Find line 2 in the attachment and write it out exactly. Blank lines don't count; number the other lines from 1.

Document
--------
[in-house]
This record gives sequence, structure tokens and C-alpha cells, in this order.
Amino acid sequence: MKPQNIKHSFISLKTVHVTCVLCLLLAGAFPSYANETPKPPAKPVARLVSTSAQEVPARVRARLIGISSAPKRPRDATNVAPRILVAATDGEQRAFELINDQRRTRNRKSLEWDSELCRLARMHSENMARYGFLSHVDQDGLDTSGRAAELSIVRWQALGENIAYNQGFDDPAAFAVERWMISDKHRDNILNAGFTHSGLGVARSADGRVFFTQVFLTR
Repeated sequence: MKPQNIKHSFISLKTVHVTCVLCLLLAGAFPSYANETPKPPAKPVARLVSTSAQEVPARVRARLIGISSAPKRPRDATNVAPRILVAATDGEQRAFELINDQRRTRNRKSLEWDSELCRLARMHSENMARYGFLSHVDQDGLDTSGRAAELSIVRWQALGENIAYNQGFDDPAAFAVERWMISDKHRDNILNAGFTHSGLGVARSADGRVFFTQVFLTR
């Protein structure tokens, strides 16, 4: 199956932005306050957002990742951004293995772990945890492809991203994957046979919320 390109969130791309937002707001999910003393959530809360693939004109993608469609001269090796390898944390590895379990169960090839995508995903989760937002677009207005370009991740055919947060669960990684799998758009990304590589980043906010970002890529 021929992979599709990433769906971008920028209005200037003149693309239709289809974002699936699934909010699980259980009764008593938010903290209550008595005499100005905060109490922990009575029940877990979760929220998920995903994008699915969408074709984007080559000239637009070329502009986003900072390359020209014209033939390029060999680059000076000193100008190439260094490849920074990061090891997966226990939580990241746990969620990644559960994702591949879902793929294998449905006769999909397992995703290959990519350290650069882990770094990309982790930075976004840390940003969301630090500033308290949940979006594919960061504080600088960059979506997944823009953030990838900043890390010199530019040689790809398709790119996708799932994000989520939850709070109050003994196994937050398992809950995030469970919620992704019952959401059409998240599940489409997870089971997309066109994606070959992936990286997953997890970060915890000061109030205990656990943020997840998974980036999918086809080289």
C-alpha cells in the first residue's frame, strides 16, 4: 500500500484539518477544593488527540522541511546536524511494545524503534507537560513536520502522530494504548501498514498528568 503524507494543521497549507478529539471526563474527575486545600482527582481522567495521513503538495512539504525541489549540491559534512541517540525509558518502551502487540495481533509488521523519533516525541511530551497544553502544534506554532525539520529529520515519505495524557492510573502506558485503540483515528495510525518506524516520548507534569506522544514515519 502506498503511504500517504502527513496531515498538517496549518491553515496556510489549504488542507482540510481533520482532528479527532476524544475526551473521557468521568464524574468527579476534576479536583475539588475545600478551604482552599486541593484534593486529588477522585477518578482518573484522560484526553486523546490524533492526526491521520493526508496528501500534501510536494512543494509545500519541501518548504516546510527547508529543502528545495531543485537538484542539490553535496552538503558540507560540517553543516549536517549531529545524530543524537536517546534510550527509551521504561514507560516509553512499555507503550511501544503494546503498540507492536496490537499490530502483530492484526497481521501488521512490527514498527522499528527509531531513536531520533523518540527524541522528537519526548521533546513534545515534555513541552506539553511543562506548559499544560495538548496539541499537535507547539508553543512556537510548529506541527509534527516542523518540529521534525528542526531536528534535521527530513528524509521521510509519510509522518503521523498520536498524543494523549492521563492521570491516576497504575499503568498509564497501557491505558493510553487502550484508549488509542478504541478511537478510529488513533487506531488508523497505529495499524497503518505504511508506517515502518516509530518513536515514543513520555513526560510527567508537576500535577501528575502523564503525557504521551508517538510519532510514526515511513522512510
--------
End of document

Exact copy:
This record gives sequence, structure tokens and C-alpha cells, in this order.